Scheduled Monument

Langstane, standing stone 40m S of SM501

Status: Designated


Where documents include maps, the use of this data is subject to terms and conditions (

The legal document available for download below constitutes the formal designation of the monument under the Ancient Monuments and Archaeological Areas Act 1979. The additional details provided on this page are provided for information purposes only and do not form part of the designation. Historic Environment Scotland accepts no liability for any loss or damages arising from reliance on any inaccuracies within this additional information.


Date Added
Last Date Amended
Prehistoric ritual and funerary: standing stone
Local Authority
ND 32431 41647
332431, 941647


The monument is a standing stone, a ritual or ceremonial monument, dating probably to the late Neolithic or Bronze Age (the late third or second millennium BC). Formed of Caithness flagstone, the lichen-covered stone stands approximately 2m high, 0.9m wide and 0.4m thick. It is of a relatively uniform shape with its top face sloping westwards. The monument is located immediately to the west of the playground wall of the former Ulbster School.

The scheduled area is a clipped circle on plan, measuring 10m in diameter, to include the remains described above and an area around them within which evidence relating to the monument's use and re-use is expected to survive, as shown in red on the accompanying map. The scheduled area extends up to but does not include the stone wall to the immediate east. The scheduling also excludes the above ground elements of all modern boundary features. The monument was first scheduled in 1939, but the documentation did not meet current standards: the present amendment rectifies this.

Statement of National Importance

This monument is of national importance because it is a well-preserved and impressive example of a single prehistoric standing stone, a type of ceremonial monument dating to the Neolithic or Bronze Age. It is part of a wider landscape of broadly contemporary ceremonial and related monuments in Caithness. Overall, the monument can enhance our understanding of social and ceremonial activities in prehistoric times, and the beliefs of the people that built and used these sites.



Historic Environment Scotland reference number CANMORE ID 9024 (accessed on 05/05/2016).

Mercer, R J, 1985. Archaeological field survey in northern Scotland: volume III: 1982-3, University of Edinburgh, Department of Archaeology, Occasional Paper No. 11. Edinburgh.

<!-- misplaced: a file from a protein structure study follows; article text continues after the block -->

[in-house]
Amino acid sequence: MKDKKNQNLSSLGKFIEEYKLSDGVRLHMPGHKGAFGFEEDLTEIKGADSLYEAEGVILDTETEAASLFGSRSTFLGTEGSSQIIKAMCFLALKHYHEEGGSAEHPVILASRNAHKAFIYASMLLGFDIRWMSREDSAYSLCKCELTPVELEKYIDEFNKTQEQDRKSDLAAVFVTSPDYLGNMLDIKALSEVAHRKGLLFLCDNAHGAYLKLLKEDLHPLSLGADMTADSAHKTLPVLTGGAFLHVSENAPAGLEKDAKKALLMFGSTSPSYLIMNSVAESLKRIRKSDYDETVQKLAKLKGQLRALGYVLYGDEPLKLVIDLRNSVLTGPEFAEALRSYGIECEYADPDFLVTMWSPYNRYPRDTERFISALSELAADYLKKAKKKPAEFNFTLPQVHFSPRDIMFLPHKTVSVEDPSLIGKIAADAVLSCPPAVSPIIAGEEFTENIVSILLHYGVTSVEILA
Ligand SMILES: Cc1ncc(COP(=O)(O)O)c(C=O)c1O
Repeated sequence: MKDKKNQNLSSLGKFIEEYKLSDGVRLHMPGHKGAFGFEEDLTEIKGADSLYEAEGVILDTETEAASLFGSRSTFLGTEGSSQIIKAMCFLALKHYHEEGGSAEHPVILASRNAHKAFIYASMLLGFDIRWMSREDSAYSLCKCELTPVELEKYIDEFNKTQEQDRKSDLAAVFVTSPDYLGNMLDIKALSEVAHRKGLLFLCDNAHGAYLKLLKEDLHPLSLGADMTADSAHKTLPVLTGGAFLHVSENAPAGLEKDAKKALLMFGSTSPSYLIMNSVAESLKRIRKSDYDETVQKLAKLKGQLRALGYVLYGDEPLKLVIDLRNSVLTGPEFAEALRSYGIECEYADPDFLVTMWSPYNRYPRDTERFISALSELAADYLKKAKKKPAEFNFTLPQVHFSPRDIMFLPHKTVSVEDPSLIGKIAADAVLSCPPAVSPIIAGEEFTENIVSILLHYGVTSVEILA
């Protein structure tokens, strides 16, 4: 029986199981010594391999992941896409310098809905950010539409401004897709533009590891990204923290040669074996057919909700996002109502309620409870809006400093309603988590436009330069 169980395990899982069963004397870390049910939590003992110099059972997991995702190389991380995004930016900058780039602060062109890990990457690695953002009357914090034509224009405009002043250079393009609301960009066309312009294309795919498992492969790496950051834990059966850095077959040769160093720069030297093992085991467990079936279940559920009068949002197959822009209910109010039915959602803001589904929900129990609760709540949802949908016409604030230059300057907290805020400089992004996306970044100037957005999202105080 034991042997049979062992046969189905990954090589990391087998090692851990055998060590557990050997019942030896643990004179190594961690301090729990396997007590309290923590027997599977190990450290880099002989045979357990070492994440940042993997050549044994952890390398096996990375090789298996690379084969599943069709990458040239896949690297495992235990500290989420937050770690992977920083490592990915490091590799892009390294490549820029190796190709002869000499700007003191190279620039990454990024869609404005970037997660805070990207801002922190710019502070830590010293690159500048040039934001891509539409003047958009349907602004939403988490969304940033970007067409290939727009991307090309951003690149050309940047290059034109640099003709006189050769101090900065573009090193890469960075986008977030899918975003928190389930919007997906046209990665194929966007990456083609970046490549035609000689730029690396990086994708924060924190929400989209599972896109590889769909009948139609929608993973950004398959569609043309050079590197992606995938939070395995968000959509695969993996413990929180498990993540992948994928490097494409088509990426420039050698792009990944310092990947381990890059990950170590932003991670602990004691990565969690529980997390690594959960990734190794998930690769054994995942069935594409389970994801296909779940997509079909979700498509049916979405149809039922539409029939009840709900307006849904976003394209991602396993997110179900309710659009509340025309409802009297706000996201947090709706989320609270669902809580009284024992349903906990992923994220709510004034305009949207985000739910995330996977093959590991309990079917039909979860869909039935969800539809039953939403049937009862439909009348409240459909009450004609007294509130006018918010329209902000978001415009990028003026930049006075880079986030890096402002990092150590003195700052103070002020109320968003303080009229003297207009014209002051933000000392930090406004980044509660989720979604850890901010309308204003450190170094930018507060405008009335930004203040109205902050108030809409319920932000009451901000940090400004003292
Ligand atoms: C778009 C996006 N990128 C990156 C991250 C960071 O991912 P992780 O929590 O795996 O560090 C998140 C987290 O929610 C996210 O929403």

RCAHMS, 1911. The Royal Commission on the Ancient and Historical Monuments and Constructions of Scotland. Third report and inventory of monuments and constructions in the county of Caithness. London.

About Scheduled Monuments

Historic Environment Scotland is responsible for designating sites and places at the national level. These designations are Scheduled monuments, Listed buildings, Inventory of gardens and designed landscapes and Inventory of historic battlefields.

We make recommendations to the Scottish Government about historic marine protected areas, and the Scottish Ministers decide whether to designate.

Scheduling is the process that identifies, designates and provides statutory protection for monuments and archaeological sites of national importance as set out in the Ancient Monuments and Archaeological Areas Act 1979.

We schedule sites and monuments that are found to be of national importance using the selection guidance published in Designation Policy and Selection Guidance (2019)

Scheduled monument records provide an indication of the national importance of the scheduled monument which has been identified by the description and map. The description and map (see ‘legal documents’ above) showing the scheduled area is the designation of the monument under the Ancient Monuments and Archaeological Areas Act 1979. The statement of national importance and additional information provided are supplementary and provided for general information purposes only. Historic Environment Scotland accepts no liability for any loss or damages arising from reliance on any inaccuracies within the statement of national importance or additional information. These records are not definitive historical or archaeological accounts or a complete description of the monument(s).

The format of scheduled monument records has changed over time. Earlier records will usually be brief. Some information will not have been recorded and the map will not be to current standards. Even if what is described and what is mapped has changed, the monument is still scheduled.

Scheduled monument consent is required to carry out certain work, including repairs, to scheduled monuments. Applications for scheduled monument consent are made to us. We are happy to discuss your proposals with you before you apply and we do not charge for advice or consent. More information about consent and how to apply for it can be found on our website at

Find out more about scheduling and our other designations at You can contact us on 0131 668 8914 or at


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Printed: 18/06/2024 21:44